Investigation of the fear of childbirth in a sample of Greek women
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International Hellenic University, Thessaloniki, Greece
Publication date: 2023-10-24
Corresponding author
Angeliki Antonakou   

International Hellenic University, Thessaloniki, Greece
Eur J Midwifery 2023;7(Supplement 1):A48
Aim of the study:
To investigate the fears of childbirth in a sample of Greek pregnant women as well as their effect on their everyday quality of life and their desired mode of birth.

Material and Methods:
We used a modified version of the validated Childbirth Fear Questionnaire (CFQ) after receiving the original authors’ approval. The CFQ is a multidimensional tool for assessment of the fear of birth and consists of 40 questions. We added questions about women's feelings regarding the COVID-19 pandemic. The questionnaire was posted online through the social media between March to May 2021. Upon closure of the study period, statistical analysis was applied to the collected data.

A total of 561 pregnant women responded with a mean age of 31.9 ±4.9 years. 74.3% were university graduates, 47.1% had already one child and of those 50% had a previous caesarean birth (CB). 21.4% reported having currently a high risk pregnancy. 69.9% reported wanted to have a normal vaginal birth and only 7.3% had a strong will to have a CB. The greatest recorded fears were the fear of the baby being harmed or die during labour (CFQ score=1.98, range:0-4; Cronbach’s a=0.93) and the fear of having a CB (CFQ score=1.88, range:0-4; Cronbach’s a= 0.86). The fear of the baby being harmed and the fear of CB was significantly greater than the fear of maternal or neonatal death (p<0.001, p=0.027 respectively). 45.1% were very afraid that the way they will give birth might be affected and 57.9% were very afraid of not being allowed to breastfeed if they are diagnosed positive with COVID-19 during childbirth. A greater impact of fear on quality of life meant a higher total fear score. For those women who reported having high levels of fear, the quality of everyday life was affected; mostly parameters like bonding with their baby, the way they spent their free time and their communication with the doctor/midwife. The factors that were shown to play an important role on the overall score of fear were the number of previous births, the gestational age, the current choice of preferred mode of birth, the contribution of the COVID-19 pandemic and the way that the pregnancy was conceived.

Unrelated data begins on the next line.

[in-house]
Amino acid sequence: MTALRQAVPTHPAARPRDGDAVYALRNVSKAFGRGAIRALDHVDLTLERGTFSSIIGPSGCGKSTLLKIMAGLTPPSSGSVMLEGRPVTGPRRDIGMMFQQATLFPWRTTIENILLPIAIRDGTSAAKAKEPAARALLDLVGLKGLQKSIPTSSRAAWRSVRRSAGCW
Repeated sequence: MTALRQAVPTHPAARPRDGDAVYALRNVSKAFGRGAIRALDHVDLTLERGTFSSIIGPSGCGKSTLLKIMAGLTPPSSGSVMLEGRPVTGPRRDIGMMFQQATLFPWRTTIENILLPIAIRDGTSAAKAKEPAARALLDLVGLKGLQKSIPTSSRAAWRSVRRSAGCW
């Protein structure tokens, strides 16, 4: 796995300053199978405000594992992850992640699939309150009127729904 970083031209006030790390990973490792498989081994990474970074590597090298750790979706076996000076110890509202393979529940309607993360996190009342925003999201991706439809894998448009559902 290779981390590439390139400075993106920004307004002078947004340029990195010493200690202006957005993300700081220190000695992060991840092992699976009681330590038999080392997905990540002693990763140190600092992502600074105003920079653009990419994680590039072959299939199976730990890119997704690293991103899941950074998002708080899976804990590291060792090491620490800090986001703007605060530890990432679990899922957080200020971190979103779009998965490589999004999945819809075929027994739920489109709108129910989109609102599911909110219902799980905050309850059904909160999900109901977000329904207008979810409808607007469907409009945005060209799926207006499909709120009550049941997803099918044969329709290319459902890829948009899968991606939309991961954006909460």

Fear of Childbirth is common among Greek women despite of their preferred way of birth and many parameters affect its intensity. The COVID-19 pandemic affected almost all parameters of fear of childbirth. Midwives and other healthcare professionals associated with pregnancy must be well educated about this phenomenon. Fear of Childbirth can lead to a seriously traumatic experience and thus have a negative impact in a mother’s mental health and, consequently, her child’s development.

No conflict of interest stated.
No funding received.
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